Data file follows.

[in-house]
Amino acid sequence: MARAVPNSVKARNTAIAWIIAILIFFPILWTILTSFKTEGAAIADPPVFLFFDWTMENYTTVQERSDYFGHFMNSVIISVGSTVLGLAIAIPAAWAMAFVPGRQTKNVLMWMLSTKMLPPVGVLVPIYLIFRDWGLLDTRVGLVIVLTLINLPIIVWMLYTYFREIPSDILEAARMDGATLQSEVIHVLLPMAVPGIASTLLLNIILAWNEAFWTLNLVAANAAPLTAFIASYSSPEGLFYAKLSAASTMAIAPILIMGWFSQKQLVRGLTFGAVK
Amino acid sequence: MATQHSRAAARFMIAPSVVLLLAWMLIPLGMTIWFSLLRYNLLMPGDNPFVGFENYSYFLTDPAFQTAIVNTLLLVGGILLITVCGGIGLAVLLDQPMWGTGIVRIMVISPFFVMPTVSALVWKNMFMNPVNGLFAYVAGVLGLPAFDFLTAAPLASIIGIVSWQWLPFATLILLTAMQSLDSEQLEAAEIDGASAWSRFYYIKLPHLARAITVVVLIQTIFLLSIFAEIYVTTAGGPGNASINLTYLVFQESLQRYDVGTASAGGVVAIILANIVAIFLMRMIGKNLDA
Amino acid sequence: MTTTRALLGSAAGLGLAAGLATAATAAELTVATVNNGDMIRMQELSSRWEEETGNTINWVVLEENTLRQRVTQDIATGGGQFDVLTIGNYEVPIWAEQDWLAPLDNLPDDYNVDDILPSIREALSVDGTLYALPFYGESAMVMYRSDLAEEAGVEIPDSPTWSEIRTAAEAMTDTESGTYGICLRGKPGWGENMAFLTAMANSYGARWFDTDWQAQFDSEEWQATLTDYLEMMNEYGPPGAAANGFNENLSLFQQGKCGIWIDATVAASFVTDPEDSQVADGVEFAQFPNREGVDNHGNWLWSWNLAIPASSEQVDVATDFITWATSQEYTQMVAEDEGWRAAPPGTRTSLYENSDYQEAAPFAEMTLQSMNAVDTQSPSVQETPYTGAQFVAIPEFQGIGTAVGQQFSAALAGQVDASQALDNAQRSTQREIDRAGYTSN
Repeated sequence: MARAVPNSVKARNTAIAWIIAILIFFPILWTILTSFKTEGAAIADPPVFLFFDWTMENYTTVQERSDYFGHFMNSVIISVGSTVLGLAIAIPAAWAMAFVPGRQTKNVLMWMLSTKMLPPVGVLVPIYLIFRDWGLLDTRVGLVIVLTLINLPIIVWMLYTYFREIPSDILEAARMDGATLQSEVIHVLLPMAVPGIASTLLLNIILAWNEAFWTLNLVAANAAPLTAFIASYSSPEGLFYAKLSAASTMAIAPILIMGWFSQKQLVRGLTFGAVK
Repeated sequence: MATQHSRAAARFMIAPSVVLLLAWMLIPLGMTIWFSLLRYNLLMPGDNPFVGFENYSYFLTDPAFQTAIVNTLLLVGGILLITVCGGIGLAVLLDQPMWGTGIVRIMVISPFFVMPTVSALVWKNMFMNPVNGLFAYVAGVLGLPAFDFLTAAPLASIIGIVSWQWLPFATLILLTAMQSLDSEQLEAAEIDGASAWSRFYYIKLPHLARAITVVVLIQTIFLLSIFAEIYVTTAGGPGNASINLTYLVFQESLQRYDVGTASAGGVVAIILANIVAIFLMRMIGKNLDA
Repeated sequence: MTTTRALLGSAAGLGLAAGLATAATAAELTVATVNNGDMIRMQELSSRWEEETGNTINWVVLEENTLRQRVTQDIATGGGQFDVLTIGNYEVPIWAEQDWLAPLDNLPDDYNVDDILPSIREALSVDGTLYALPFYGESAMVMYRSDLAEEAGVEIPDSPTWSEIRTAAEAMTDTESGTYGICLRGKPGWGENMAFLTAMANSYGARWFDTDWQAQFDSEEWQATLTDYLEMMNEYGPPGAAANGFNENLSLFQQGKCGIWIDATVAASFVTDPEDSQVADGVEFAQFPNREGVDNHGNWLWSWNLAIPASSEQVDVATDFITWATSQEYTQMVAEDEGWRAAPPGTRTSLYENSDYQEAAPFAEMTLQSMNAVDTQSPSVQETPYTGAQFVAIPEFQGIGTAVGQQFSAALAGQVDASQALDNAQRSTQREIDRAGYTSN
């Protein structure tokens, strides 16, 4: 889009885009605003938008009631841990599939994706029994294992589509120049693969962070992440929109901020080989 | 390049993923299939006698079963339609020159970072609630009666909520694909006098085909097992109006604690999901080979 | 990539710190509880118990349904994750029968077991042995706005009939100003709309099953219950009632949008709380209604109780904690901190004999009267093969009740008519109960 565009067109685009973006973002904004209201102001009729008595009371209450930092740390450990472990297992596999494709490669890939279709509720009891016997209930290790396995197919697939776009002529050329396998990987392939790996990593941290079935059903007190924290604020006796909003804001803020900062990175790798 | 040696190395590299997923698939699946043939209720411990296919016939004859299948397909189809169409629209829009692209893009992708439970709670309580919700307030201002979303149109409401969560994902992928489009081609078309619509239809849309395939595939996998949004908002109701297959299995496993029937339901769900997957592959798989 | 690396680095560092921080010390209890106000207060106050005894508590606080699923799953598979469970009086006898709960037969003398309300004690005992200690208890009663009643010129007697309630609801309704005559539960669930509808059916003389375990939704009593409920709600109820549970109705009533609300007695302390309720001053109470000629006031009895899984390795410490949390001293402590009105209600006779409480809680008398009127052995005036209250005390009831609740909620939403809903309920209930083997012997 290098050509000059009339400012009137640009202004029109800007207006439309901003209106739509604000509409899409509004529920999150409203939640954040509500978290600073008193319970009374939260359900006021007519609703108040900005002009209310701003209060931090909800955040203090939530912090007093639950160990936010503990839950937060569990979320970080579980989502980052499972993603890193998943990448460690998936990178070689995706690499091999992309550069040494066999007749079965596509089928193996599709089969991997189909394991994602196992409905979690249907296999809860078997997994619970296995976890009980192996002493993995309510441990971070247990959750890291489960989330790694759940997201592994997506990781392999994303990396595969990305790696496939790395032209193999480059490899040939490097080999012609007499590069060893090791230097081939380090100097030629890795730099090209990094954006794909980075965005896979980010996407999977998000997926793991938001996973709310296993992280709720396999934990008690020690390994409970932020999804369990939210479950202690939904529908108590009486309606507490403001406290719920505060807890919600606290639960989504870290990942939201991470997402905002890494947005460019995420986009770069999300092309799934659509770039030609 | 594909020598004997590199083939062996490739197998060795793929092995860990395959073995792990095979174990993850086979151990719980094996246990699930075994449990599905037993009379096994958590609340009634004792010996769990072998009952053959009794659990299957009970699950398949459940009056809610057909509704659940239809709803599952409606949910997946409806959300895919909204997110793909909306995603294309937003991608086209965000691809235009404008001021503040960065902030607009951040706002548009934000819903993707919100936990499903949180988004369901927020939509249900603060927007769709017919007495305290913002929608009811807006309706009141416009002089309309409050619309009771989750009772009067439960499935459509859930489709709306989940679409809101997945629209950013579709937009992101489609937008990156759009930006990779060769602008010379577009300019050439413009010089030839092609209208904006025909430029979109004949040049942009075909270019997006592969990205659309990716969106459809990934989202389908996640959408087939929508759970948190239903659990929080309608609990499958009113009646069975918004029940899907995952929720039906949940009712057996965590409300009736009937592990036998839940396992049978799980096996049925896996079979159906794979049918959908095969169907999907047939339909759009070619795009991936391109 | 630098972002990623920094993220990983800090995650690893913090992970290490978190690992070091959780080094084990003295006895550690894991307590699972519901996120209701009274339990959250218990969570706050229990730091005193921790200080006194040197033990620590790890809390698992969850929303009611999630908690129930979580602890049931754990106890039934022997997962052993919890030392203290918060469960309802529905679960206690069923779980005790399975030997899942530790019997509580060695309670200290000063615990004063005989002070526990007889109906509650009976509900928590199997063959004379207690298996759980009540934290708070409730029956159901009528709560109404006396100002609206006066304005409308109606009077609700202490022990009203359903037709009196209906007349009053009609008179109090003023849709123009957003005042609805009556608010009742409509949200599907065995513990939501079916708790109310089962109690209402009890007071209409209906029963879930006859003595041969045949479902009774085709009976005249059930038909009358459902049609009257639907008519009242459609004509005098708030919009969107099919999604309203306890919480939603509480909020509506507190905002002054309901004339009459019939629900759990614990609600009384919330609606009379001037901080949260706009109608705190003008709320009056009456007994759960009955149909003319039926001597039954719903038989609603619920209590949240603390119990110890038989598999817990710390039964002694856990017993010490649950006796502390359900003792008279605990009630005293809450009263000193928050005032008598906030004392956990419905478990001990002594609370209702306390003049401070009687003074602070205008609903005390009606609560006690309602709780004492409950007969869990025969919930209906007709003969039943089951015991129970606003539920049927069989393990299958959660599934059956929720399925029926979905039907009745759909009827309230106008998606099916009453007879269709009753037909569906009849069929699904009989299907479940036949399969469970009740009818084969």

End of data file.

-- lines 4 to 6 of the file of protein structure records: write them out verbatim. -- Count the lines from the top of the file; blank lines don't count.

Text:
Amino acid sequence: MTTTRALLGSAAGLGLAAGLATAATAAELTVATVNNGDMIRMQELSSRWEEETGNTINWVVLEENTLRQRVTQDIATGGGQFDVLTIGNYEVPIWAEQDWLAPLDNLPDDYNVDDILPSIREALSVDGTLYALPFYGESAMVMYRSDLAEEAGVEIPDSPTWSEIRTAAEAMTDTESGTYGICLRGKPGWGENMAFLTAMANSYGARWFDTDWQAQFDSEEWQATLTDYLEMMNEYGPPGAAANGFNENLSLFQQGKCGIWIDATVAASFVTDPEDSQVADGVEFAQFPNREGVDNHGNWLWSWNLAIPASSEQVDVATDFITWATSQEYTQMVAEDEGWRAAPPGTRTSLYENSDYQEAAPFAEMTLQSMNAVDTQSPSVQETPYTGAQFVAIPEFQGIGTAVGQQFSAALAGQVDASQALDNAQRSTQREIDRAGYTSN
Repeated sequence: MARAVPNSVKARNTAIAWIIAILIFFPILWTILTSFKTEGAAIADPPVFLFFDWTMENYTTVQERSDYFGHFMNSVIISVGSTVLGLAIAIPAAWAMAFVPGRQTKNVLMWMLSTKMLPPVGVLVPIYLIFRDWGLLDTRVGLVIVLTLINLPIIVWMLYTYFREIPSDILEAARMDGATLQSEVIHVLLPMAVPGIASTLLLNIILAWNEAFWTLNLVAANAAPLTAFIASYSSPEGLFYAKLSAASTMAIAPILIMGWFSQKQLVRGLTFGAVK
Repeated sequence: MATQHSRAAARFMIAPSVVLLLAWMLIPLGMTIWFSLLRYNLLMPGDNPFVGFENYSYFLTDPAFQTAIVNTLLLVGGILLITVCGGIGLAVLLDQPMWGTGIVRIMVISPFFVMPTVSALVWKNMFMNPVNGLFAYVAGVLGLPAFDFLTAAPLASIIGIVSWQWLPFATLILLTAMQSLDSEQLEAAEIDGASAWSRFYYIKLPHLARAITVVVLIQTIFLLSIFAEIYVTTAGGPGNASINLTYLVFQESLQRYDVGTASAGGVVAIILANIVAIFLMRMIGKNLDA